While all of those landmark events shook things up a bit, the rest of Mauer's life remains as firmly entrenched in its roots as possible. He grew up in St. Paul, Minn., just across the Mississippi River from Minneapolis, and became a three-sport superstar in high school. He first met his future wife, Maddie, when they were around 8 years old, got to know her better in high school, became close friends after graduation and then finally began dating her years later.
"I love it because who doesn't want to marry their best friend?" Maddie asks.
Mauer became a father last July when Maddie gave birth -- fittingly -- to twins, and the baby girls, Emily and Maren, have rocked his world ever since.
"He's a great dad," Maddie says through proud tears. "The minute we found out I was pregnant, he never missed a beat. We scheduled all of my doctor's appointments before his games. He didn't miss much, and if he did, it was hard."
Having had the opportunity to interview Mauer in the past, I know he's one of the all-around nicest guys in professional sports, but even that reputation couldn't have led one to expect the open access into his life he provided our crew for this interview. First, it was exceptional for the Twins' unbelievable public relations department, led by Dustin Morse, to even ask the Mauer family if we could come to their home and photograph them with their twin girls, but the couple agreed instantly.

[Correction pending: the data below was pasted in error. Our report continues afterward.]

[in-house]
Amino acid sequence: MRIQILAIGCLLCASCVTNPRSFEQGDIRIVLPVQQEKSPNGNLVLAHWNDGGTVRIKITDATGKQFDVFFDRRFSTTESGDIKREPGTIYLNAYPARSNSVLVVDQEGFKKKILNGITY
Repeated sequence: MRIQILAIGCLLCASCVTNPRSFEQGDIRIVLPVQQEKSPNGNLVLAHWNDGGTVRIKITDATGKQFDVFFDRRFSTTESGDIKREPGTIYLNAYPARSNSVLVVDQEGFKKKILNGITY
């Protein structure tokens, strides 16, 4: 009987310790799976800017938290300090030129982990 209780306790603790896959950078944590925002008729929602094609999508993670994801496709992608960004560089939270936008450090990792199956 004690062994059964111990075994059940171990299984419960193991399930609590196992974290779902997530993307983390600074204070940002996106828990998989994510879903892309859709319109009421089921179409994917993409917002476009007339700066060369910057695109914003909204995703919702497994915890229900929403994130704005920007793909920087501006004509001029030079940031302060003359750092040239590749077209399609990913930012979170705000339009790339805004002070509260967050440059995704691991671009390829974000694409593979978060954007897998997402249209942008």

We rolled up to their house in suburban St. Paul expecting to get in and out of their hair as quickly as possible. But from the moment we arrived to see Mauer's mother-in-law, Ginny, and sister-in-law, Emily, helping Maddie get ready for the photo shoot and, more importantly, helping get the girls ready (Ginny let us know that the girls, and thus both parents, had barely slept the night before, leading Morse to joke that Emily and Maren were nervous about their first photo shoot), the Mauers created the most welcome environment imaginable.
As the rooms were set and the babies began their wardrobe changes, Mauer sat down with us to discuss the Twin Cities' upcoming All-Star Game and the new challenges and opportunities afforded to him by his daughters.
How does it feel to play for the team you grew up watching?
Sometimes I sit back and think of how lucky I am. I grew up 15 minutes from the Metrodome and shared a dream with a lot of kids in this area to play for the Twins, and I'm able to live it. The chances of that happening are slim, and I'm definitely thankful for the opportunity. My grandparents have missed maybe five or six home games in 11 years.